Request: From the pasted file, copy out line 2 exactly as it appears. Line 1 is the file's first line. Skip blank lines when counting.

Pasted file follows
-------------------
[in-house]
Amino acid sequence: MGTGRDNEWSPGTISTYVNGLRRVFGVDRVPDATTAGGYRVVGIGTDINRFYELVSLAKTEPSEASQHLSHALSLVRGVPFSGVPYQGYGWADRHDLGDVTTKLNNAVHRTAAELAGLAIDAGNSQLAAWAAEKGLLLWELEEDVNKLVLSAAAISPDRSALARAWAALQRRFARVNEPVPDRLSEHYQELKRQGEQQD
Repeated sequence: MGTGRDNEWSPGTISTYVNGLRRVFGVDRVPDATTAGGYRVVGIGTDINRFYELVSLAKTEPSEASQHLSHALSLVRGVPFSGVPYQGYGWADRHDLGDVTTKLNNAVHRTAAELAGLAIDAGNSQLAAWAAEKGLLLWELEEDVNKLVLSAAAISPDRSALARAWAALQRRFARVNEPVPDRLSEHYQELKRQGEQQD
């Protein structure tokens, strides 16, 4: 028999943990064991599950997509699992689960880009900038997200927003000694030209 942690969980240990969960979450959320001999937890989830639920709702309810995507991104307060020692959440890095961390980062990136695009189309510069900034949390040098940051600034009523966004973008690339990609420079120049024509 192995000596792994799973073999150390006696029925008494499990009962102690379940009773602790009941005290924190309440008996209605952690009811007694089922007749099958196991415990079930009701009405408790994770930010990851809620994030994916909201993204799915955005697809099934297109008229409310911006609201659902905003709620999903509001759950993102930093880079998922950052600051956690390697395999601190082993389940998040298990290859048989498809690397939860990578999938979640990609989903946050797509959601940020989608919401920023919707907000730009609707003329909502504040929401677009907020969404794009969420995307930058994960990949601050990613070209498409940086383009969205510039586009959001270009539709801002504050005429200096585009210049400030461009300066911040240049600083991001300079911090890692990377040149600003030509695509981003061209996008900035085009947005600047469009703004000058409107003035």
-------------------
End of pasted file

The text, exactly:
Amino acid sequence: MGTGRDNEWSPGTISTYVNGLRRVFGVDRVPDATTAGGYRVVGIGTDINRFYELVSLAKTEPSEASQHLSHALSLVRGVPFSGVPYQGYGWADRHDLGDVTTKLNNAVHRTAAELAGLAIDAGNSQLAAWAAEKGLLLWELEEDVNKLVLSAAAISPDRSALARAWAALQRRFARVNEPVPDRLSEHYQELKRQGEQQD